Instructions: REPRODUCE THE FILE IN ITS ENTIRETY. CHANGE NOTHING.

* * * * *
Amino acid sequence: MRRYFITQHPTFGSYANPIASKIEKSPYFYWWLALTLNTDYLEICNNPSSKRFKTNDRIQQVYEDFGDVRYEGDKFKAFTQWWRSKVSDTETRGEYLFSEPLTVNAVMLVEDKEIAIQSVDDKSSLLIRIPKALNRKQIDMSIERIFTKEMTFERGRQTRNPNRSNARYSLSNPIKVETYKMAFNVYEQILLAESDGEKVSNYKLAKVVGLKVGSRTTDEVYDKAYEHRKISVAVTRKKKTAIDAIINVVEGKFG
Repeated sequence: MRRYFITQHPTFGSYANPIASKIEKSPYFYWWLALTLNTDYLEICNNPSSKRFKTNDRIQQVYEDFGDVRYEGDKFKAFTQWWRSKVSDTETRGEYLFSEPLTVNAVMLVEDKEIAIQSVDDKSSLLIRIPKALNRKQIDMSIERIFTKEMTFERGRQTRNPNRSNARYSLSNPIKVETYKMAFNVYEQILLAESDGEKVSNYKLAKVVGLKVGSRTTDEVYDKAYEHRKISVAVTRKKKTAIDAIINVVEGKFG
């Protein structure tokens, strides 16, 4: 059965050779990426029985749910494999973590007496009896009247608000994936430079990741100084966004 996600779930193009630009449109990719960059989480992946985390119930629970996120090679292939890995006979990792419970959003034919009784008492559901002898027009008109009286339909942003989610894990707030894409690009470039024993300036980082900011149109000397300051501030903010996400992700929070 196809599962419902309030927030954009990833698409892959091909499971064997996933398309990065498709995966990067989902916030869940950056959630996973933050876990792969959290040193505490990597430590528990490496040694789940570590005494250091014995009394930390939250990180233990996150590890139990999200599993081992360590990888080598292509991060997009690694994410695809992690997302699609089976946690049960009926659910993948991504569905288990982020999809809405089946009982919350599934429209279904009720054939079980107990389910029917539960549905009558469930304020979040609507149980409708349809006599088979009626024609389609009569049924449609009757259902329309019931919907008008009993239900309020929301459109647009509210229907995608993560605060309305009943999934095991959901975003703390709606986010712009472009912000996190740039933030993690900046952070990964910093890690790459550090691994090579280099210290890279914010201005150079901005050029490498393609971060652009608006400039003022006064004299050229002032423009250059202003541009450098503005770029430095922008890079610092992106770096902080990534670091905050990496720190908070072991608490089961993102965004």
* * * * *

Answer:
Amino acid sequence: MRRYFITQHPTFGSYANPIASKIEKSPYFYWWLALTLNTDYLEICNNPSSKRFKTNDRIQQVYEDFGDVRYEGDKFKAFTQWWRSKVSDTETRGEYLFSEPLTVNAVMLVEDKEIAIQSVDDKSSLLIRIPKALNRKQIDMSIERIFTKEMTFERGRQTRNPNRSNARYSLSNPIKVETYKMAFNVYEQILLAESDGEKVSNYKLAKVVGLKVGSRTTDEVYDKAYEHRKISVAVTRKKKTAIDAIINVVEGKFG
Repeated sequence: MRRYFITQHPTFGSYANPIASKIEKSPYFYWWLALTLNTDYLEICNNPSSKRFKTNDRIQQVYEDFGDVRYEGDKFKAFTQWWRSKVSDTETRGEYLFSEPLTVNAVMLVEDKEIAIQSVDDKSSLLIRIPKALNRKQIDMSIERIFTKEMTFERGRQTRNPNRSNARYSLSNPIKVETYKMAFNVYEQILLAESDGEKVSNYKLAKVVGLKVGSRTTDEVYDKAYEHRKISVAVTRKKKTAIDAIINVVEGKFG
């Protein structure tokens, strides 16, 4: 059965050779990426029985749910494999973590007496009896009247608000994936430079990741100084966004 996600779930193009630009449109990719960059989480992946985390119930629970996120090679292939890995006979990792419970959003034919009784008492559901002898027009008109009286339909942003989610894990707030894409690009470039024993300036980082900011149109000397300051501030903010996400992700929070 196809599962419902309030927030954009990833698409892959091909499971064997996933398309990065498709995966990067989902916030869940950056959630996973933050876990792969959290040193505490990597430590528990490496040694789940570590005494250091014995009394930390939250990180233990996150590890139990999200599993081992360590990888080598292509991060997009690694994410695809992690997302699609089976946690049960009926659910993948991504569905288990982020999809809405089946009982919350599934429209279904009720054939079980107990389910029917539960549905009558469930304020979040609507149980409708349809006599088979009626024609389609009569049924449609009757259902329309019931919907008008009993239900309020929301459109647009509210229907995608993560605060309305009943999934095991959901975003703390709606986010712009472009912000996190740039933030993690900046952070990964910093890690790459550090691994090579280099210290890279914010201005150079901005050029490498393609971060652009608006400039003022006064004299050229002032423009250059202003541009450098503005770029430095922008890079610092992106770096902080990534670091905050990496720190908070072991608490089961993102965004």